Named after Sir William Hamilton’s investigations of the dodecahedral graph in 1857, the Hamiltonian cycle problem (HCP, for short) is a classical graph theory problem that can be summarised thus:

*Given a graph containing N vertices determine whether it contains a simple cycle of length N.*

Such a cycle is called a Hamiltonian cycle. The HCP has become a challenge that attracts mathematical minds both in its own right and because of its close relationship to the famous Travelling salesman problem (TSP), that calls for the identification of a Hamiltonian cycle with the lowest cost possible in a graph where every edge has a known cost associated with “travelling” along that edge. An efficient solution of the TSP would have an enormous impact in operations research, optimisation and computer science. However, from a mathematical perspective the underlying difficulty of the TSP is, perhaps, hidden in the Hamiltonian cycle problem. Hence, we focus on the latter.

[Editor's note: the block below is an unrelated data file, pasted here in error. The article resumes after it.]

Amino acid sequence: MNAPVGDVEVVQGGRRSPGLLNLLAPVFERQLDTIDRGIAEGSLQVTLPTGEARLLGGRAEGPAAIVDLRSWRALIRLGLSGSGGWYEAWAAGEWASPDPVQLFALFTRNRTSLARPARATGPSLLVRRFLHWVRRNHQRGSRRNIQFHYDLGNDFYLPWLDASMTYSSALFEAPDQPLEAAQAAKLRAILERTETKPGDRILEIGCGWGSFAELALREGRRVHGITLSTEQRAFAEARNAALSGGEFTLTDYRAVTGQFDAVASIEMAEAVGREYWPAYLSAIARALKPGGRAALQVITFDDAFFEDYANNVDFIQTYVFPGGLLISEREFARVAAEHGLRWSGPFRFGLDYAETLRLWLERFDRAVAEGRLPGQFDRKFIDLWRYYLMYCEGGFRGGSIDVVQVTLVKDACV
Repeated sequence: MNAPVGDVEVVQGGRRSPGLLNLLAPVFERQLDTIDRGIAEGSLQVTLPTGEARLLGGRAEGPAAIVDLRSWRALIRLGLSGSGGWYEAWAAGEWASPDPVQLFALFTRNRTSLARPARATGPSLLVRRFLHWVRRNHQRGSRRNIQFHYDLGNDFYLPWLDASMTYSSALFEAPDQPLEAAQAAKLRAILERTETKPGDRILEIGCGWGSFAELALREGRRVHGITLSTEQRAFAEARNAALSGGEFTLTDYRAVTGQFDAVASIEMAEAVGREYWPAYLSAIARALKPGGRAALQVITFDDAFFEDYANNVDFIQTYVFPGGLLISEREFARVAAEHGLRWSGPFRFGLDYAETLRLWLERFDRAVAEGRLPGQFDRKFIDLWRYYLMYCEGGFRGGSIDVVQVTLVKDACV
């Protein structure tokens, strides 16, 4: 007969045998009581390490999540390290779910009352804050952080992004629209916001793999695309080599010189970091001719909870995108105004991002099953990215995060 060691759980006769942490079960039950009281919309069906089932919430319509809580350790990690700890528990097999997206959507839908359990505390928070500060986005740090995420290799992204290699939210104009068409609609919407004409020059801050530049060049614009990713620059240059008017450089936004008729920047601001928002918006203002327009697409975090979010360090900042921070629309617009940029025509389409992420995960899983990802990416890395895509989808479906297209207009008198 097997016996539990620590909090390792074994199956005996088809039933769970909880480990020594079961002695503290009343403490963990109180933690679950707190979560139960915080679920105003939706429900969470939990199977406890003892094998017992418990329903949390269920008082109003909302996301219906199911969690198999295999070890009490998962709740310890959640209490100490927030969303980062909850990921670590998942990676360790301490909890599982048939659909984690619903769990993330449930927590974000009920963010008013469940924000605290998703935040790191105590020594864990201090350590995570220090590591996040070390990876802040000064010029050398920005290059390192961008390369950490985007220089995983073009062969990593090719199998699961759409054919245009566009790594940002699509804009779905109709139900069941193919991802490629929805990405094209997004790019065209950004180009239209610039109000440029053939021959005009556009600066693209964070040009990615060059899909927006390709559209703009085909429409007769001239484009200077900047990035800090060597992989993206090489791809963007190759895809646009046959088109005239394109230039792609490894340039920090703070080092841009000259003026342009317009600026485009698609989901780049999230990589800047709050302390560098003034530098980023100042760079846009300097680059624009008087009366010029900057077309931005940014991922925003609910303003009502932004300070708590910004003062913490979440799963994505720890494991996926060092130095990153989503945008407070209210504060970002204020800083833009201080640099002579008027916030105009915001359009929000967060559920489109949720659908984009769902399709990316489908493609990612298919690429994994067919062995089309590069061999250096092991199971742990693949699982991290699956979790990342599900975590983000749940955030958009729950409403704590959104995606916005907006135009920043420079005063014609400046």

The FHCP is a team project that aims to exploit novel stochastic and deterministic techniques to (i) explain the underlying theoretical difficulty of the HCP, (ii) characterise classes of graphs that are particularly hard to solve and (iii) produce world-class algorithms that enable the efficient solution of most instance of the problem on graphs not exceeding 5000 vertices.

Based at Flinders University, South Australia, FHCP is led by Jerzy Filar and Vladimir Ejov. The team includes Flinders University students, research fellows and eminent national and international collaborators. FHCP team members have developed numerous approaches to analysing and solving the Hamiltonian cycle problem. A summary of these approaches is given below, with the most recent ideas listed first. For more detail, visit the respective project pages.

Visualisation of a solution to Euler’s Knight’s Tour Problem.